The image that will linger from yesterday’s protest by the National Union of Students against the Coalition’s plans to increase tuition fees is not thousands of students marching peacefully through London, but a few hundred vicious hotheads breaking away to try to ransack the Conservative Party’s HQ on Millbank. Aaron Porter, the NUS’s president, rightly described the violence as “despicable”; he knows how utterly counter-productive such anarchic behaviour is for his cause.
Yesterday’s march was also the first real test of the Metropolitan Police’s new strategy for dealing with street protests. After last year’s demonstrations in the capital during the G20, the Met faced widespread – and, we believe, totally misguided – criticism for being heavy-handed. In truth, it dealt firmly and effectively with a serious threat to public order. Yet a critical report by Sir Denis O’Connor, the chief inspector of constabulary, concluded that the police could be seen as having been “aggressive and unfair” during the demonstrations. Yesterday, we saw the fruits of the softly, softly approach proposed by Sir Denis: the besieging of a political party’s headquarters, a baleful first for this country. No doubt the police will now face criticism for getting it wrong once again. Damned if they do, damned if they don’t, they have every reason to feel hard done by.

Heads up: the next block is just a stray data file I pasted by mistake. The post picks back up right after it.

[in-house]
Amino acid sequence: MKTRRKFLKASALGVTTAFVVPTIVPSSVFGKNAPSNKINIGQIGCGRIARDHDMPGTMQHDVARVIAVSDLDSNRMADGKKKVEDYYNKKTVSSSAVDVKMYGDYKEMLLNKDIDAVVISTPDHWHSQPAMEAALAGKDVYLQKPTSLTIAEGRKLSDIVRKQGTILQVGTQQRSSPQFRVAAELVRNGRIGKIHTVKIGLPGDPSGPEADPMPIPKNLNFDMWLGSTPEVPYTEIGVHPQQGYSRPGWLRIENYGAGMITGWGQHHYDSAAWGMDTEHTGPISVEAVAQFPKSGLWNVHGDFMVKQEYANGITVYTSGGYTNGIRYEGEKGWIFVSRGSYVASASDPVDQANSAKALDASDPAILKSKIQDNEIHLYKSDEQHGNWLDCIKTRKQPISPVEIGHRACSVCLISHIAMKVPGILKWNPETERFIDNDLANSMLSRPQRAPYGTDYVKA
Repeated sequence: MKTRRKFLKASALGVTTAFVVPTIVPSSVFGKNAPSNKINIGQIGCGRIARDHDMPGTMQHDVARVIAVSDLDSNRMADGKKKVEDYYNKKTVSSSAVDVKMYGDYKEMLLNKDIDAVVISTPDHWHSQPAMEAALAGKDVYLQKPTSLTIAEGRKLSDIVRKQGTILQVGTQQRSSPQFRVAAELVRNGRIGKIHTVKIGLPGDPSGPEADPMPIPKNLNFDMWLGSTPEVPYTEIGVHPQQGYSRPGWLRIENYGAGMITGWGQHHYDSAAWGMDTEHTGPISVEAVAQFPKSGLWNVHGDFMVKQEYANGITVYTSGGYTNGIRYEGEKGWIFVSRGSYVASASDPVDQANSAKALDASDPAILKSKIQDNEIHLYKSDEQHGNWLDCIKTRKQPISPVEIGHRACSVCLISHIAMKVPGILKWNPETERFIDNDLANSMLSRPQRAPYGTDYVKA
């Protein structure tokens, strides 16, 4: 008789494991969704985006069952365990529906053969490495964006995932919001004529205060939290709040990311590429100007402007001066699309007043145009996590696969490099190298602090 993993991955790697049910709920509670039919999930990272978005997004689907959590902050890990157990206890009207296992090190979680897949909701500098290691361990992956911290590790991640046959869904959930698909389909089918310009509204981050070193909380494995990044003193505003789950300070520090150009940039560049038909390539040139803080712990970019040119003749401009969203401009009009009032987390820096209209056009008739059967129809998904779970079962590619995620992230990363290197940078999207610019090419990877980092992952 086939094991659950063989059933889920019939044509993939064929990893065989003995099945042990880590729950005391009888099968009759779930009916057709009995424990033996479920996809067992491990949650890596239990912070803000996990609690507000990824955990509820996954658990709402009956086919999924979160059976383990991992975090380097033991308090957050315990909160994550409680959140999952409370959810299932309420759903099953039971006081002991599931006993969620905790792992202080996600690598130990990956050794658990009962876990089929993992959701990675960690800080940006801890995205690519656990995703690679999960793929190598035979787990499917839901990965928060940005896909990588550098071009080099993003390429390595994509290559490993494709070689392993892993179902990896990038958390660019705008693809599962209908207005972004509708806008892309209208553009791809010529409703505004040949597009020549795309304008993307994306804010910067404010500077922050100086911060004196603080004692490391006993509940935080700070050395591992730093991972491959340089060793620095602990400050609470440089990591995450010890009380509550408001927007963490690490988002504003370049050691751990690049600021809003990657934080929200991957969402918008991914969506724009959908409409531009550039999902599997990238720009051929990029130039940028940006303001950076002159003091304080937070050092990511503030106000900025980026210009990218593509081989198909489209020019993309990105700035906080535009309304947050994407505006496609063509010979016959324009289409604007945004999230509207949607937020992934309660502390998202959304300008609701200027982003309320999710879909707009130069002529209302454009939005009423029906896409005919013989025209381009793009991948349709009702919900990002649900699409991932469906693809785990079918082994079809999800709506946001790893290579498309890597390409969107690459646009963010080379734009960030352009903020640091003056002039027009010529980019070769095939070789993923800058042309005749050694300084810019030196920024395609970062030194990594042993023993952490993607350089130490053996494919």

In reality, it is the politicians who do not emerge with much credit from yesterday’s events – at least, those in the Labour Party. Harriet Harman cynically whipped up the row during Prime Minister’s Questions, as the demonstrators gathered outside – ignoring the fact that it was Labour that introduced tuition fees; that commissioned the review that recommended the new increases; and that now has no policy of any kind on student finance. The cynicism is breathtaking.